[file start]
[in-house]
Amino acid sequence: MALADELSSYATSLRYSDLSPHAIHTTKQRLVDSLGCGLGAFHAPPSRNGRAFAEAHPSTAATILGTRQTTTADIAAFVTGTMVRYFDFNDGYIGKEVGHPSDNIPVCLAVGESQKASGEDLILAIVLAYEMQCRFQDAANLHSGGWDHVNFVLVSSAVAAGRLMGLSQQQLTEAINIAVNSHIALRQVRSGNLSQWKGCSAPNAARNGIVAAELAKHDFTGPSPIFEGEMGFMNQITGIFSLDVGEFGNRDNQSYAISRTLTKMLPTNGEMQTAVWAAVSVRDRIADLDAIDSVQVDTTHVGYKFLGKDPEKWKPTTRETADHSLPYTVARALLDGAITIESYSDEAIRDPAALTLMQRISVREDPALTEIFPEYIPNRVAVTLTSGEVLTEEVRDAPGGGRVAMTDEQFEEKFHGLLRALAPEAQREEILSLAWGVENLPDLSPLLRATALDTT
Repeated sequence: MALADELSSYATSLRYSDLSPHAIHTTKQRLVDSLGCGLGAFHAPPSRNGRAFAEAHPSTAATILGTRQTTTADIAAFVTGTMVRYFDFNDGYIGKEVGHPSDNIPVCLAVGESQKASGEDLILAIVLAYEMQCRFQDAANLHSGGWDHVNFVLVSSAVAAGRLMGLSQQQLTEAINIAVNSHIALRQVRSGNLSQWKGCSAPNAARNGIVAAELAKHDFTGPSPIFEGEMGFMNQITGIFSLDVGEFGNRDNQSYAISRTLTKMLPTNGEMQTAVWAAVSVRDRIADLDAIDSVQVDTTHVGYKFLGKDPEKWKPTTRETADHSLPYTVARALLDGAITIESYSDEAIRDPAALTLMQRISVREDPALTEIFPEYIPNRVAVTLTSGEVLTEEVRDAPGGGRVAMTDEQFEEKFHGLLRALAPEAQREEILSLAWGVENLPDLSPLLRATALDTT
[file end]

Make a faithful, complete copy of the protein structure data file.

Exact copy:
[in-house]
Amino acid sequence: MALADELSSYATSLRYSDLSPHAIHTTKQRLVDSLGCGLGAFHAPPSRNGRAFAEAHPSTAATILGTRQTTTADIAAFVTGTMVRYFDFNDGYIGKEVGHPSDNIPVCLAVGESQKASGEDLILAIVLAYEMQCRFQDAANLHSGGWDHVNFVLVSSAVAAGRLMGLSQQQLTEAINIAVNSHIALRQVRSGNLSQWKGCSAPNAARNGIVAAELAKHDFTGPSPIFEGEMGFMNQITGIFSLDVGEFGNRDNQSYAISRTLTKMLPTNGEMQTAVWAAVSVRDRIADLDAIDSVQVDTTHVGYKFLGKDPEKWKPTTRETADHSLPYTVARALLDGAITIESYSDEAIRDPAALTLMQRISVREDPALTEIFPEYIPNRVAVTLTSGEVLTEEVRDAPGGGRVAMTDEQFEEKFHGLLRALAPEAQREEILSLAWGVENLPDLSPLLRATALDTT
Repeated sequence: MALADELSSYATSLRYSDLSPHAIHTTKQRLVDSLGCGLGAFHAPPSRNGRAFAEAHPSTAATILGTRQTTTADIAAFVTGTMVRYFDFNDGYIGKEVGHPSDNIPVCLAVGESQKASGEDLILAIVLAYEMQCRFQDAANLHSGGWDHVNFVLVSSAVAAGRLMGLSQQQLTEAINIAVNSHIALRQVRSGNLSQWKGCSAPNAARNGIVAAELAKHDFTGPSPIFEGEMGFMNQITGIFSLDVGEFGNRDNQSYAISRTLTKMLPTNGEMQTAVWAAVSVRDRIADLDAIDSVQVDTTHVGYKFLGKDPEKWKPTTRETADHSLPYTVARALLDGAITIESYSDEAIRDPAALTLMQRISVREDPALTEIFPEYIPNRVAVTLTSGEVLTEEVRDAPGGGRVAMTDEQFEEKFHGLLRALAPEAQREEILSLAWGVENLPDLSPLLRATALDTT